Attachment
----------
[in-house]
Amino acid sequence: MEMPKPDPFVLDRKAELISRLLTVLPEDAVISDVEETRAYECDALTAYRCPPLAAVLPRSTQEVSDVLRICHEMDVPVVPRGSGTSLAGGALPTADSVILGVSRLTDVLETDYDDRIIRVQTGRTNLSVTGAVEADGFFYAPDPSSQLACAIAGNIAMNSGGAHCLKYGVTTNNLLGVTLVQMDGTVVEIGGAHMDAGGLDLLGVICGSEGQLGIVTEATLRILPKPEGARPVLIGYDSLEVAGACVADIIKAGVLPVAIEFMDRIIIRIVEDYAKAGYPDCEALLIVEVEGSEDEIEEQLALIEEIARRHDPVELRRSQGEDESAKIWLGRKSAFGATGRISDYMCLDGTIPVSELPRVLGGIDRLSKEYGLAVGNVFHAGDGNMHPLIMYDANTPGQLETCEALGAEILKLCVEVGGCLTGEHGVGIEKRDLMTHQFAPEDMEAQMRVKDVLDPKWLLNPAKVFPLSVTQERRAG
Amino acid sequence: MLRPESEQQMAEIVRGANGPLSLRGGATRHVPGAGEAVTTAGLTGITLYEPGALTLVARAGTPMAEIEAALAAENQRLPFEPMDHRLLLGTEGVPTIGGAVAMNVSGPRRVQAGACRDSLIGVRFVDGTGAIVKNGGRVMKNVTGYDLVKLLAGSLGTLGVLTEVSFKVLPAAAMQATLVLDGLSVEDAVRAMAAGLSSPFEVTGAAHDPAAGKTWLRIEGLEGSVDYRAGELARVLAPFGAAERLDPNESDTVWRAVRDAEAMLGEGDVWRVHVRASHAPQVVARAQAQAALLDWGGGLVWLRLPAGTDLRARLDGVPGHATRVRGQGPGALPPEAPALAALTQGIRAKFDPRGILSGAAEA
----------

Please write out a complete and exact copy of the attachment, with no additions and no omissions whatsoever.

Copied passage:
[in-house]
Amino acid sequence: MEMPKPDPFVLDRKAELISRLLTVLPEDAVISDVEETRAYECDALTAYRCPPLAAVLPRSTQEVSDVLRICHEMDVPVVPRGSGTSLAGGALPTADSVILGVSRLTDVLETDYDDRIIRVQTGRTNLSVTGAVEADGFFYAPDPSSQLACAIAGNIAMNSGGAHCLKYGVTTNNLLGVTLVQMDGTVVEIGGAHMDAGGLDLLGVICGSEGQLGIVTEATLRILPKPEGARPVLIGYDSLEVAGACVADIIKAGVLPVAIEFMDRIIIRIVEDYAKAGYPDCEALLIVEVEGSEDEIEEQLALIEEIARRHDPVELRRSQGEDESAKIWLGRKSAFGATGRISDYMCLDGTIPVSELPRVLGGIDRLSKEYGLAVGNVFHAGDGNMHPLIMYDANTPGQLETCEALGAEILKLCVEVGGCLTGEHGVGIEKRDLMTHQFAPEDMEAQMRVKDVLDPKWLLNPAKVFPLSVTQERRAG
Amino acid sequence: MLRPESEQQMAEIVRGANGPLSLRGGATRHVPGAGEAVTTAGLTGITLYEPGALTLVARAGTPMAEIEAALAAENQRLPFEPMDHRLLLGTEGVPTIGGAVAMNVSGPRRVQAGACRDSLIGVRFVDGTGAIVKNGGRVMKNVTGYDLVKLLAGSLGTLGVLTEVSFKVLPAAAMQATLVLDGLSVEDAVRAMAAGLSSPFEVTGAAHDPAAGKTWLRIEGLEGSVDYRAGELARVLAPFGAAERLDPNESDTVWRAVRDAEAMLGEGDVWRVHVRASHAPQVVARAQAQAALLDWGGGLVWLRLPAGTDLRARLDGVPGHATRVRGQGPGALPPEAPALAALTQGIRAKFDPRGILSGAAEA